Australia/Israel Review

The Muslim Brotherhood’s Radical Plan for Egypt

Jan 25, 2012 | Eric Trager

The Muslim Brotherhood's Radical Plan for Egypt


Eric Trager


When the third and final round of Egypt’s parliamentary elections concluded on January 11, the Muslim Brotherhood’s Freedom and Justice Party (FJP) cemented its dominance of the next legislature. Although the Supreme Council of the Armed Forces still holds executive power, the FJP’s political victory promises radical changes for Egypt, including a theocratic domestic program and a confrontational foreign policy. Western states should have no illusions about the party’s aims or ability to moderate.

The FJP was licensed on April 30, 2011, making it the second new party to be recognised by the Egyptian government following Hosni Mubarak’s February 11 ouster. Initially, it sought to assuage fears of a post-Mubarak Islamist takeover by promising to run for fewer than 50% of the seats. But after its electoral alliance with the Wafd Party broke down in late October, the FJP announced that it would contest 77% of the seats.

In the first round of the elections, which began on November 28, the FJP’s coalition won an estimated 73 of 150 seats (48.7%), and in the second round, which began on December 14, an estimated 79 of 172 seats (45.9%). Following the third round, which took place in early January and included traditional Brotherhood strongholds such as the Gharbiyah and Daqahliyah governorates, the FJP ended up with 47% of all seats.

A Theocratic Domestic Policy

The FJP’s overriding aim is to establish an Islamic state in which Sharia would be the primary source of legislation. Although FJP leaders correctly note that “Sharia principles were a main source of legislation” under Article II of the 1971 constitution, which was suspended following Mubarak’s ouster, the party intends to implement Sharia-based laws far more comprehensively than was previously done. The FJP platform states that “Sharia, in its essence…organises the various aspects of life for Muslims and those non-Muslims who participate in the state with them.” The party’s theocratic aims are therefore likely to change many aspects of Egypt’s domestic policy.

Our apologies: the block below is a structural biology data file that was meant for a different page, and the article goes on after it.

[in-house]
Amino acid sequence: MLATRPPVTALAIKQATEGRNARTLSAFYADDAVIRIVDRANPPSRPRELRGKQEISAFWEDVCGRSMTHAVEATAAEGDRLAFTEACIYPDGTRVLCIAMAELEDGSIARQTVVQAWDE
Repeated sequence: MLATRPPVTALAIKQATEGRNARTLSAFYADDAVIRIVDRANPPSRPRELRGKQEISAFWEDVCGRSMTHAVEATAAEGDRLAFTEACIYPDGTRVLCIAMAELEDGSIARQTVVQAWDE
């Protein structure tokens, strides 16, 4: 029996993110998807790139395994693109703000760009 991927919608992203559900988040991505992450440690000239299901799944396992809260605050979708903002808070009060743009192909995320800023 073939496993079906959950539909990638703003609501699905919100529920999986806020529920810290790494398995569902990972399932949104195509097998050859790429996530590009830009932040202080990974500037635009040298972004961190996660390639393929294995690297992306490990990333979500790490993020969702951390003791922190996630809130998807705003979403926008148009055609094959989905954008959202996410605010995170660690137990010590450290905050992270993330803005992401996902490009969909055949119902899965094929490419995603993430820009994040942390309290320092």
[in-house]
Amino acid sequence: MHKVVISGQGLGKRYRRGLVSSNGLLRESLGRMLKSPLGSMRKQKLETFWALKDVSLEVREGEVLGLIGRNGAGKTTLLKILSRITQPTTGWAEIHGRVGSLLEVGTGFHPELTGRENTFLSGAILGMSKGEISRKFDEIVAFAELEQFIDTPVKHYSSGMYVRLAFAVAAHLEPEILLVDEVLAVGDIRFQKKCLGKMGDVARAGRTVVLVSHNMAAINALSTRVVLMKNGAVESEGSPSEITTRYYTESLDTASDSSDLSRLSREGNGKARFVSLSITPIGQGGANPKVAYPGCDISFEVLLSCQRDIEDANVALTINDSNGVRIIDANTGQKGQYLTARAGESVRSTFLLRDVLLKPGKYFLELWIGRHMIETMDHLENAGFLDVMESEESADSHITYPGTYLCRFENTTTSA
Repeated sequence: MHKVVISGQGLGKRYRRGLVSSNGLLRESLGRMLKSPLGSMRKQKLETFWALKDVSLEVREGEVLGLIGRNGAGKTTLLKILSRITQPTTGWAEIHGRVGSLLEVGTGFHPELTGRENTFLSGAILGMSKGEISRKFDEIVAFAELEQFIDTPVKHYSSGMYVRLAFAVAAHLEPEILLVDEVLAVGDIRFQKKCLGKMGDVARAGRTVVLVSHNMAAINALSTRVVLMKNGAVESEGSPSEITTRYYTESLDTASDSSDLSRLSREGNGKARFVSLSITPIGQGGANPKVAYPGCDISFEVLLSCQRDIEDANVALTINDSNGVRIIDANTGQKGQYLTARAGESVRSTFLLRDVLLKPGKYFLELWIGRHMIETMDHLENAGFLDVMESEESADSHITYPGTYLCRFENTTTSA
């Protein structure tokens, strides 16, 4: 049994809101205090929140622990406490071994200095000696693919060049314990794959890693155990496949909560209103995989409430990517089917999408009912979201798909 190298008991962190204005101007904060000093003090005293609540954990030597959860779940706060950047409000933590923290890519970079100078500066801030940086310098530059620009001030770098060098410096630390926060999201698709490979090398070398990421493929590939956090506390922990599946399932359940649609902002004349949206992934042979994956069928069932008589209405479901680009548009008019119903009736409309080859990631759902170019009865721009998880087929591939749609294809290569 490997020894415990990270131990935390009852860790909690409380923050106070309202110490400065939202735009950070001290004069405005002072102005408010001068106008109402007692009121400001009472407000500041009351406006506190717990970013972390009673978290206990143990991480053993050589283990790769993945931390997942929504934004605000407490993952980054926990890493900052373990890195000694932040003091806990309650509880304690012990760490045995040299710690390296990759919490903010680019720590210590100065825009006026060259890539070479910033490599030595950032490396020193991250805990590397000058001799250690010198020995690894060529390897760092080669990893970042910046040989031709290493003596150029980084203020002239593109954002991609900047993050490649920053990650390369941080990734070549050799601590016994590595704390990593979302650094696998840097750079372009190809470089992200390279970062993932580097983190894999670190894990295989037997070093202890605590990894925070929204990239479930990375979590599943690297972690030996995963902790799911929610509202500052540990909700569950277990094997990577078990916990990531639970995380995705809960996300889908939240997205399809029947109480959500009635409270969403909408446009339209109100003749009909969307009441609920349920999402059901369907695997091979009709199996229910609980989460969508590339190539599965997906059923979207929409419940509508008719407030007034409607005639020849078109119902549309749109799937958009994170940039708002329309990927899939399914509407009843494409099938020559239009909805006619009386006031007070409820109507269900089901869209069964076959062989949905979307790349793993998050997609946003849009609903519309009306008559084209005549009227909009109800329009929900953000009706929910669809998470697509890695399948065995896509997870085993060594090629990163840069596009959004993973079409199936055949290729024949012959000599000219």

First, FJP leaders have repeatedly said that they would ban alcohol and beach bathing – both of which are essential to a tourism industry that accounts for roughly 10% of the economy. Second, Egypt faces a severe cash crisis, and its ability to attract international investment may be hampered by the Brotherhood’s intention to implement the Koranic prohibition on interest-based banking. Third, newly elected FJP parliamentarians have said that they will not tolerate criticisms of Islam or Sharia, including those made by Christians and secularists. In recent months, Brotherhood-affiliated lawyers have filed suits against organisations and individuals accused of insulting Islam. These attempts to limit free speech are likely to intensify once the FJP assumes control of parliament.

A Confrontational Foreign Policy

The Brotherhood is similarly signalling its preference for radicalism over realism in foreign affairs. For example, Supreme Guide Muhammad Badie recently declared that, after forming the new government, the organisation would pursue its final goal of establishing a “rightly guided caliphate for the education of the world.” This goal may be unrealistic in the short term, but the Brotherhood is already working through the FJP to tilt Egypt away from its Western allies and toward an Islamist foreign policy.